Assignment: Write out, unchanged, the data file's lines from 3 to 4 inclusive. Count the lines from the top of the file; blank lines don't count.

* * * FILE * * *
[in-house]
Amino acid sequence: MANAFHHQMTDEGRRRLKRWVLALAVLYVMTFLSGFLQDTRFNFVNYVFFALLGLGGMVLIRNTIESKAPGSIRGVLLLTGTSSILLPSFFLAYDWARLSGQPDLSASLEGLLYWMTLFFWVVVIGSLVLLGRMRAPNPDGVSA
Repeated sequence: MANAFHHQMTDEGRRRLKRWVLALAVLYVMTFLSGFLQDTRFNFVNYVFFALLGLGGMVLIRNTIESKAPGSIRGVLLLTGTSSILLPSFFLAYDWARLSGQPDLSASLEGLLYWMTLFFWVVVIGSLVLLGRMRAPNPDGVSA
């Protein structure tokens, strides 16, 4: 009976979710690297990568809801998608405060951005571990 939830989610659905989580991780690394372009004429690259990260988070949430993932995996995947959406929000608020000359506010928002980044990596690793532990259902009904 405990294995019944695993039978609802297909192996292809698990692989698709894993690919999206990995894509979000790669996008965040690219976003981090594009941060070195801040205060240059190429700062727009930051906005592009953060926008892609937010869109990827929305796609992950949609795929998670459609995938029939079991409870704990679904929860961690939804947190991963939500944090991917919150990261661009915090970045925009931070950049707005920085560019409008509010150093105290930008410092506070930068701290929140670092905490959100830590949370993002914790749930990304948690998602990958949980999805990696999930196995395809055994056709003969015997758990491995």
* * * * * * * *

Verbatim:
Repeated sequence: MANAFHHQMTDEGRRRLKRWVLALAVLYVMTFLSGFLQDTRFNFVNYVFFALLGLGGMVLIRNTIESKAPGSIRGVLLLTGTSSILLPSFFLAYDWARLSGQPDLSASLEGLLYWMTLFFWVVVIGSLVLLGRMRAPNPDGVSA
């Protein structure tokens, strides 16, 4: 009976979710690297990568809801998608405060951005571990 939830989610659905989580991780690394372009004429690259990260988070949430993932995996995947959406929000608020000359506010928002980044990596690793532990259902009904 405990294995019944695993039978609802297909192996292809698990692989698709894993690919999206990995894509979000790669996008965040690219976003981090594009941060070195801040205060240059190429700062727009930051906005592009953060926008892609937010869109990827929305796609992950949609795929998670459609995938029939079991409870704990679904929860961690939804947190991963939500944090991917919150990261661009915090970045925009931070950049707005920085560019409008509010150093105290930008410092506070930068701290929140670092905490959100830590949370993002914790749930990304948690998602990958949980999805990696999930196995395809055994056709003969015997758990491995």